Track 17, Predator's Death, is a classic. Starting with an energetic and bruising passage of musical muscle - a bleeding and badly injured Dutch crawls towards his primitive trap, the Predator, steel wrist-blades activated, casually pursuing him. He's done playing with the human now, and he needs that tough skull for pride of place in his trophy cabinet. The keyboard takes some grief, trombones curse, cymbals clash, strings duck and dive. A shivery interlude for ethnic shakers and agitated celli takes place as Dutch realises his nemesis is about to take the bait ... but the Predator suddenly works out the purpose of a row of sharpened spikes and moves around to his quarry from the other side. The slow pursuit motif strikes up again but with more emphasis from the brass section this time. But Dutch was a bit more prepared than than the Predator reckoned, and he has this side of the ditch covered too. With fiercely vengeful brass roaring, the commando kicks out a wooden stave and deposits an extremely hefty tree-trunk right on top of the hunter's head. Pinned beneath the massive weight and now mortally wounded, the Predator has the last laugh - quite literally - and activates a mini-nuclear self-destruct weapon. In a way, it is a shame that the score doesn't incorporate the alien's mocking cackle (pilfered and mimicked from the big Indian, Billy), but Silvestri has the piano march out a rapid succession of jagged notes, the brass and strings jostling together over the steady rumble of percussion as Dutch suddenly finds the energy left to run as far from the imminent eruption as possible. Silvestri bows out of the track with the lost soldier lament for lone trumpet, finally bringing French Horn and violins in to tenderise the moment when, the dust clearing in the down-draught of a helicopter's rotors, Dutch is revealed to have survived the ordeal.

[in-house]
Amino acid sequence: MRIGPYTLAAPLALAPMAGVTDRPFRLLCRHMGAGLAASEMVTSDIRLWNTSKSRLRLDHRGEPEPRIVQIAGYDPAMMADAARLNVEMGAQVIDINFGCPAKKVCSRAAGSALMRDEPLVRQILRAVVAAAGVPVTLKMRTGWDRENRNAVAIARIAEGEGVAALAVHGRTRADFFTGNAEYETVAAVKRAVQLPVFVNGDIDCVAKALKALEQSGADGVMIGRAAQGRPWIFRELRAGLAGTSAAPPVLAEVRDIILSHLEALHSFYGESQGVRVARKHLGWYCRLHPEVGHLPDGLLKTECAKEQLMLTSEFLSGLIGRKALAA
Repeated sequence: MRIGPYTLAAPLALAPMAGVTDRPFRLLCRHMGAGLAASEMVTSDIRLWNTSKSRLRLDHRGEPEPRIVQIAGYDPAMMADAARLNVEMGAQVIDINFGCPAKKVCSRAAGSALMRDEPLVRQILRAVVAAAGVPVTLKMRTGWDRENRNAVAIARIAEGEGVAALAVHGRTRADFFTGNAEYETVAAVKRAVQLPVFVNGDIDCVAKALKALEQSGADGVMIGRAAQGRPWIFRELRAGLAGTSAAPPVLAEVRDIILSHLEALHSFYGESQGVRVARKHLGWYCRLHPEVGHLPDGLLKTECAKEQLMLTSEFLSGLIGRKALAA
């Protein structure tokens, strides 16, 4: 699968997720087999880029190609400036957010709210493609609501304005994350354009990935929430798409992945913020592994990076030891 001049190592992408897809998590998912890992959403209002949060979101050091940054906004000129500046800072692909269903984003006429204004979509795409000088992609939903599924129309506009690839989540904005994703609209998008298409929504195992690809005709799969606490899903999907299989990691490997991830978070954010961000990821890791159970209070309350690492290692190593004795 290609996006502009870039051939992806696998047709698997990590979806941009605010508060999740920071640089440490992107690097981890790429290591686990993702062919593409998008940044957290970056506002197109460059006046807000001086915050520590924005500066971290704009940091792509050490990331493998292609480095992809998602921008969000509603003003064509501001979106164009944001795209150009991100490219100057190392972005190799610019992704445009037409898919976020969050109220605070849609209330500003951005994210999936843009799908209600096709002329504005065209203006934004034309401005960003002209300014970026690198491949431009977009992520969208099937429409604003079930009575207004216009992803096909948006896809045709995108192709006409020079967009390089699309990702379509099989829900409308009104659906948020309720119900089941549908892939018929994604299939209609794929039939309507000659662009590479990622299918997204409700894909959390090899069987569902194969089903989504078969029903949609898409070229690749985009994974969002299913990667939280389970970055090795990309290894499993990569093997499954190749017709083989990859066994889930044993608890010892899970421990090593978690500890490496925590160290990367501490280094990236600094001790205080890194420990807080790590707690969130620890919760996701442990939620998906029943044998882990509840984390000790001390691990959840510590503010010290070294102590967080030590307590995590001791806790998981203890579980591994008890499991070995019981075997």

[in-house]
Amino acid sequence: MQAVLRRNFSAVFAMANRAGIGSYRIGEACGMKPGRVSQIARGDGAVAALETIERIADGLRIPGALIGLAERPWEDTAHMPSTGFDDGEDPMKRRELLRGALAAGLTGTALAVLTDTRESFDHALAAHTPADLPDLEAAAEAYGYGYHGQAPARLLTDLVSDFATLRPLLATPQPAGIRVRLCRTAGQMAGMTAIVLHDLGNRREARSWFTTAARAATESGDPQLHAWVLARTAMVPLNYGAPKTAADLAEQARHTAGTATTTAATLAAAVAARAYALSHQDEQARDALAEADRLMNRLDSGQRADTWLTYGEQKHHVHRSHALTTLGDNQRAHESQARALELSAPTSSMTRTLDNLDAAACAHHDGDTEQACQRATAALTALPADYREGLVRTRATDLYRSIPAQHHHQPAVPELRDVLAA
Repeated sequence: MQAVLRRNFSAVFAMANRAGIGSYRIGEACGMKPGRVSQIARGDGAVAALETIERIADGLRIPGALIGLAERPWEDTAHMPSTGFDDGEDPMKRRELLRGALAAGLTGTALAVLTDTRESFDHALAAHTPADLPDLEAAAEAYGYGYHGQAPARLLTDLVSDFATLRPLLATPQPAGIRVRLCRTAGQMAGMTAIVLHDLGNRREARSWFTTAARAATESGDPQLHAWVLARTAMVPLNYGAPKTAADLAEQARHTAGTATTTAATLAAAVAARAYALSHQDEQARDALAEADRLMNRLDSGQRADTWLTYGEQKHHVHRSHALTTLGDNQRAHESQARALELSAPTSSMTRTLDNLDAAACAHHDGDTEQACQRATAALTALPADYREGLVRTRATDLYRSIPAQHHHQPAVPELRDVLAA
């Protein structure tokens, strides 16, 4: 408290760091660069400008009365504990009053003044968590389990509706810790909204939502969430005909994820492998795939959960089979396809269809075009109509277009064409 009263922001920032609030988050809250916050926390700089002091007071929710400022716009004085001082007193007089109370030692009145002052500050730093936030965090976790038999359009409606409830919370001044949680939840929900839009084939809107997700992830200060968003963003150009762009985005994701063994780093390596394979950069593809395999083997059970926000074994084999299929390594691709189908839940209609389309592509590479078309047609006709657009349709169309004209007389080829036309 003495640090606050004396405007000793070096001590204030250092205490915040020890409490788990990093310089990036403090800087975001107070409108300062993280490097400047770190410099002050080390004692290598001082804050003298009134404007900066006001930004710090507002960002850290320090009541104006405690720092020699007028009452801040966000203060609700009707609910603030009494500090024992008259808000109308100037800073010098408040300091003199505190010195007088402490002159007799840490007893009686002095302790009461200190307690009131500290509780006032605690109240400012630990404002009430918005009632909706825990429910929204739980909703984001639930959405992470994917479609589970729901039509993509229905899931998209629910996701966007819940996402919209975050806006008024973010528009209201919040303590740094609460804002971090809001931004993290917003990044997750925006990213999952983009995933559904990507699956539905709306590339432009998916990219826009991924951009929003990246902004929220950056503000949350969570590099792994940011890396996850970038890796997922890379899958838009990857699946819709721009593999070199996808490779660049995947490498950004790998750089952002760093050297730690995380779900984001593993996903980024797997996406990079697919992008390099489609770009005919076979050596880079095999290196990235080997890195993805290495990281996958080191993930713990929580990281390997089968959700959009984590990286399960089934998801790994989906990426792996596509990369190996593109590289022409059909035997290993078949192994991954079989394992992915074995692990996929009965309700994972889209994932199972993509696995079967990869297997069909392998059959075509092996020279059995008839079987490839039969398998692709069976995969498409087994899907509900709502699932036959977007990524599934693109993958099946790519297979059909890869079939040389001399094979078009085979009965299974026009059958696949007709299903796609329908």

The score then climaxes with a reprise of the full End Credits, something that the prior release truncated slightly. This, of course, means that we get to hear the Main Title once again, its brutal 6-note military cadence now more jubilant and victorious, the score having turned full circle. Addictive and chest-thumping, this is a dish best served LOUD.